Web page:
This Sanskrit root panca for "five" is related to the Greek pent- root that we see in English words like pentagon, pentagram, etc.
In the traditional Indian game of pachisi, played with cowrie shells, twenty-five was the highest throw of the shells, hence the name. In modern parcheesi, which is played with dice, five is still an important number in the game because pieces move into play when you throw a five.
Although the Indian game is supposed to be quite ancient, the oldest testimony for the game dates to the 16th century. Legend has it that the Emperor Akbar of India had a courtyard in the shape of a pachisi board, with members of the harem acting as the pieces.
In the ancient Indian epic, the Mahabharata, there is a dice game which is crucial to the plot. The description of the game in the epic does not seem to correspond to pachisi, but modern artists have imagined that the game was indeed pachisi, or something very much like it, as you can see in this 19th-century illustration:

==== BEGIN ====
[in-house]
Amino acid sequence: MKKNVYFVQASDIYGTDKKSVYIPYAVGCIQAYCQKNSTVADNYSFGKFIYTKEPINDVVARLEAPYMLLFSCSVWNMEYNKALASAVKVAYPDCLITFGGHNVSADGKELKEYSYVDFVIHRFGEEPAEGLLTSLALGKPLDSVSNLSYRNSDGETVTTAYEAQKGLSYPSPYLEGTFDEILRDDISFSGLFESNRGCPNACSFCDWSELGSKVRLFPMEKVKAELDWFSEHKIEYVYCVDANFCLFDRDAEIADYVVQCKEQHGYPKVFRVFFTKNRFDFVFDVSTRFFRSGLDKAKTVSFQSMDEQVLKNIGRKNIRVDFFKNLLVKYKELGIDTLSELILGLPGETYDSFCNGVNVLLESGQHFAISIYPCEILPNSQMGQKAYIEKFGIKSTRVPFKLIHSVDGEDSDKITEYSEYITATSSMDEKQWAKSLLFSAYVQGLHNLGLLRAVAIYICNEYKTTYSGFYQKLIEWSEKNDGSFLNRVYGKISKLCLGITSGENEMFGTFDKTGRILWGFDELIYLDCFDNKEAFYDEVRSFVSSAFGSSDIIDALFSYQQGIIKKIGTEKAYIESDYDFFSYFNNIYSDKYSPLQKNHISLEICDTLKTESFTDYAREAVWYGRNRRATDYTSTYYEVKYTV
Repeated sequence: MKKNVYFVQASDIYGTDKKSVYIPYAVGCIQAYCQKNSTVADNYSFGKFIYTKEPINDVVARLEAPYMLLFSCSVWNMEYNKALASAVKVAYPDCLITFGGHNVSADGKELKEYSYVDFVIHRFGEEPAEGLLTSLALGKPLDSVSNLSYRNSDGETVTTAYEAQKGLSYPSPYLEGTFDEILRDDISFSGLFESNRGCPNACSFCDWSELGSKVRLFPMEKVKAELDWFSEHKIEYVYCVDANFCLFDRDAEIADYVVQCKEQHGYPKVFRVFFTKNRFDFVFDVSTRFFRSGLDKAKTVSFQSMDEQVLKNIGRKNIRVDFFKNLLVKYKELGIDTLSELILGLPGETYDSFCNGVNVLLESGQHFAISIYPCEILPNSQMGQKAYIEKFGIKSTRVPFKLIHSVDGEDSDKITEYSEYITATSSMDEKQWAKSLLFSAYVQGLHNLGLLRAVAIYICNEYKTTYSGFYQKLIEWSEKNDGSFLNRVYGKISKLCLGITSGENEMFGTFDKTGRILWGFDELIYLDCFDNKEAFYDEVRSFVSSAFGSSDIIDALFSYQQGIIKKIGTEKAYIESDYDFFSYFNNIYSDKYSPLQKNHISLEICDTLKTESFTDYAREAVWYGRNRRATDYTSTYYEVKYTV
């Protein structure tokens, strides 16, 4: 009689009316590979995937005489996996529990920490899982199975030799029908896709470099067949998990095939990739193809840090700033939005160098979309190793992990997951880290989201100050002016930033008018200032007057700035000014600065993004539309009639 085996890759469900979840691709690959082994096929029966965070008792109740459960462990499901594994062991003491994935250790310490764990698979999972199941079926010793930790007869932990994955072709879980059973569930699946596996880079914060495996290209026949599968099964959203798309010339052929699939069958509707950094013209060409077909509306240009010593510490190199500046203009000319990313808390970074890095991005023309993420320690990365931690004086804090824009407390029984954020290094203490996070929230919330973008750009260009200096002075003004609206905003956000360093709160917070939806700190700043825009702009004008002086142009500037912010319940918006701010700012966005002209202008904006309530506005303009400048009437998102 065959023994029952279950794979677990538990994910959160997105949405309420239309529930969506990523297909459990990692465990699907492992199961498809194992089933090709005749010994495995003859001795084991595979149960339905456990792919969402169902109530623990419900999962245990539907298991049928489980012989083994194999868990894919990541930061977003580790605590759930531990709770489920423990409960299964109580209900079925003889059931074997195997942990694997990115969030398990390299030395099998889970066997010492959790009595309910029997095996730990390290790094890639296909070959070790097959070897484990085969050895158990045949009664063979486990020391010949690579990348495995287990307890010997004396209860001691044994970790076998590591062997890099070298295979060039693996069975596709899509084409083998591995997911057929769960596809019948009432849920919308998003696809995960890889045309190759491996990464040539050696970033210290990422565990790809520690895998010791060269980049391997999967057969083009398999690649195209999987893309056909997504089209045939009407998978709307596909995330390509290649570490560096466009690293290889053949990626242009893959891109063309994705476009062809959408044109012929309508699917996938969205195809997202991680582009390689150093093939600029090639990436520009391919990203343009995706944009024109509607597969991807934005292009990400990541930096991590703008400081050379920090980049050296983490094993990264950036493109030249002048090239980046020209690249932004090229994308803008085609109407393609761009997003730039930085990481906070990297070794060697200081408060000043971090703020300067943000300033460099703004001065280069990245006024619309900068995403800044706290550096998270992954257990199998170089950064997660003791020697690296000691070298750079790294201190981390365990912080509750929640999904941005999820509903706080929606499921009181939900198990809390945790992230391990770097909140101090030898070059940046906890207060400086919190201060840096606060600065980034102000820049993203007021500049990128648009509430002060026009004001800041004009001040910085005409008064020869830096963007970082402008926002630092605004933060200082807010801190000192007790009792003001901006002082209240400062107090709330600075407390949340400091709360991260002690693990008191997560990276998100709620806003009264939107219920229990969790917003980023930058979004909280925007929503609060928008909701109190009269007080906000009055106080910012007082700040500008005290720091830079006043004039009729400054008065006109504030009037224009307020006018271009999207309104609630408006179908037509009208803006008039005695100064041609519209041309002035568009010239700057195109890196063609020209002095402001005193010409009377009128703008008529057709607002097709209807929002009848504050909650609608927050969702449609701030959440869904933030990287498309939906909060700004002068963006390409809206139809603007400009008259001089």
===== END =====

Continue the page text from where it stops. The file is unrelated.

The first American version of the game was called Patcheesi and a copyright claim was filed in 1867. The name was later changed to Parcheesi, and the North American rights are currently held by Hasbro. The Parcheesi board game shown below is from Wikipedia:
For more about games in India, see this article: Ancient India, The Birthplace of Modern Game Design.